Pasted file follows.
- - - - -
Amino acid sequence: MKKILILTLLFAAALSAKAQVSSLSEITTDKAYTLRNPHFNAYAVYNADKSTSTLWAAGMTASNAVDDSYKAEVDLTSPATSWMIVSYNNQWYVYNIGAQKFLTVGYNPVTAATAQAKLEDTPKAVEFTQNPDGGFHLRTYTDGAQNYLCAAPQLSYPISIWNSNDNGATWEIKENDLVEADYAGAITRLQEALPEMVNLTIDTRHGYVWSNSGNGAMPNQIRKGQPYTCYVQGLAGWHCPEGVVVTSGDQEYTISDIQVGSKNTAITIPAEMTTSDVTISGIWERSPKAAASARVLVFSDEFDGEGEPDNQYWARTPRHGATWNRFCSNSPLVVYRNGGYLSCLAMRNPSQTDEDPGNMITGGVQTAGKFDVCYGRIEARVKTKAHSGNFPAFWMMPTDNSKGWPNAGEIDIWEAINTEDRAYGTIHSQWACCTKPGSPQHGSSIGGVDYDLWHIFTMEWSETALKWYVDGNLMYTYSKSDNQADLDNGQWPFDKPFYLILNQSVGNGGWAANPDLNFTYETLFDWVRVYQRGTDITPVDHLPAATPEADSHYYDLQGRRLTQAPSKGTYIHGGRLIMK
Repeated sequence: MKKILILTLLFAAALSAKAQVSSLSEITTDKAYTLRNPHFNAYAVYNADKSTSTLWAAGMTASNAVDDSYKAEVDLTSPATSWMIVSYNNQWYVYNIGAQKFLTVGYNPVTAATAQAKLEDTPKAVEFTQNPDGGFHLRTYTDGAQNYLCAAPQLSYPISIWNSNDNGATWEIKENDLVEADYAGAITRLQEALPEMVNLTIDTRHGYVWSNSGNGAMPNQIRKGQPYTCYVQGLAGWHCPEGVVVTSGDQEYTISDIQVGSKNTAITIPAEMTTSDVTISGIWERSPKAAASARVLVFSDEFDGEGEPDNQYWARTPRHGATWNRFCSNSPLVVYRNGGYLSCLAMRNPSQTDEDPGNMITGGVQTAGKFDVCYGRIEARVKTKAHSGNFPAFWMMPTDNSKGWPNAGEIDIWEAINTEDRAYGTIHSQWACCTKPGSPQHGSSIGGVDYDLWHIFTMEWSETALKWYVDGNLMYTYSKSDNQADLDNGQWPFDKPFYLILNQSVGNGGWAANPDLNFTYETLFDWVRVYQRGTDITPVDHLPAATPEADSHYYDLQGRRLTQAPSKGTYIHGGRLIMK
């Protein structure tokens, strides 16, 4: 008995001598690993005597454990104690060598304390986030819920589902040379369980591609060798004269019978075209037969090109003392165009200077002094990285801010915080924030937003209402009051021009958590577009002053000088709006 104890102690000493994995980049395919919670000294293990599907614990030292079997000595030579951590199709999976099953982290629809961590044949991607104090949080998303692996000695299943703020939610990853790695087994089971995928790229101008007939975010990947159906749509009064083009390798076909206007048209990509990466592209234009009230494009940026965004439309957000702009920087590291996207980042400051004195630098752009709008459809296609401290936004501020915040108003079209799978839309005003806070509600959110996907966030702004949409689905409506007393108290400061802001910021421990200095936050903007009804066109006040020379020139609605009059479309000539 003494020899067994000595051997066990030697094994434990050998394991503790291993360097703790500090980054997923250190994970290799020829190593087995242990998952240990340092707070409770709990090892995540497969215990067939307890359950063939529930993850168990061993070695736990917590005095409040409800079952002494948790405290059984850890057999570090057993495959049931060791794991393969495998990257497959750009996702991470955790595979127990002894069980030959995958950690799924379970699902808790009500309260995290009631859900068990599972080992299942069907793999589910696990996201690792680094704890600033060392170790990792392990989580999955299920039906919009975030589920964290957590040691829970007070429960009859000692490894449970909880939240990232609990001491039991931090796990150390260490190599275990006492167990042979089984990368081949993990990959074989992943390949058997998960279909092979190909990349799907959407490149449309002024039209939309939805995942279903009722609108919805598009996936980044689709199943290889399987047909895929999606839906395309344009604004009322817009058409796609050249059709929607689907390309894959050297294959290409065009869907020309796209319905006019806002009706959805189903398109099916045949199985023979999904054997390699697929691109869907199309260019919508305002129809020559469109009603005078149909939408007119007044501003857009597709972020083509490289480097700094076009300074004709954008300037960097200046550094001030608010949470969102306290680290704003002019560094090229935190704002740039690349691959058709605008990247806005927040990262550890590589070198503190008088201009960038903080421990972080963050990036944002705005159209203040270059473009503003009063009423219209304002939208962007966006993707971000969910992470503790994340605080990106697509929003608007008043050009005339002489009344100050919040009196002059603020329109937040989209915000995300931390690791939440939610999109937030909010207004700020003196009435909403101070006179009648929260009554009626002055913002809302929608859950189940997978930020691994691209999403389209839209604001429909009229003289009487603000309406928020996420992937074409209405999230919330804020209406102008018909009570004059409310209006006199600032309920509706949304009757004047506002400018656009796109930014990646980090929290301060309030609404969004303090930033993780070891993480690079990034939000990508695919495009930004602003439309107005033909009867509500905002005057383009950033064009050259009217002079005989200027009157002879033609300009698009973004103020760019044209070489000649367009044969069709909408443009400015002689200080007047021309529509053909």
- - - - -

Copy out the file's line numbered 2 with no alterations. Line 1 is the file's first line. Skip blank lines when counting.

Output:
Repeated sequence: MKKILILTLLFAAALSAKAQVSSLSEITTDKAYTLRNPHFNAYAVYNADKSTSTLWAAGMTASNAVDDSYKAEVDLTSPATSWMIVSYNNQWYVYNIGAQKFLTVGYNPVTAATAQAKLEDTPKAVEFTQNPDGGFHLRTYTDGAQNYLCAAPQLSYPISIWNSNDNGATWEIKENDLVEADYAGAITRLQEALPEMVNLTIDTRHGYVWSNSGNGAMPNQIRKGQPYTCYVQGLAGWHCPEGVVVTSGDQEYTISDIQVGSKNTAITIPAEMTTSDVTISGIWERSPKAAASARVLVFSDEFDGEGEPDNQYWARTPRHGATWNRFCSNSPLVVYRNGGYLSCLAMRNPSQTDEDPGNMITGGVQTAGKFDVCYGRIEARVKTKAHSGNFPAFWMMPTDNSKGWPNAGEIDIWEAINTEDRAYGTIHSQWACCTKPGSPQHGSSIGGVDYDLWHIFTMEWSETALKWYVDGNLMYTYSKSDNQADLDNGQWPFDKPFYLILNQSVGNGGWAANPDLNFTYETLFDWVRVYQRGTDITPVDHLPAATPEADSHYYDLQGRRLTQAPSKGTYIHGGRLIMK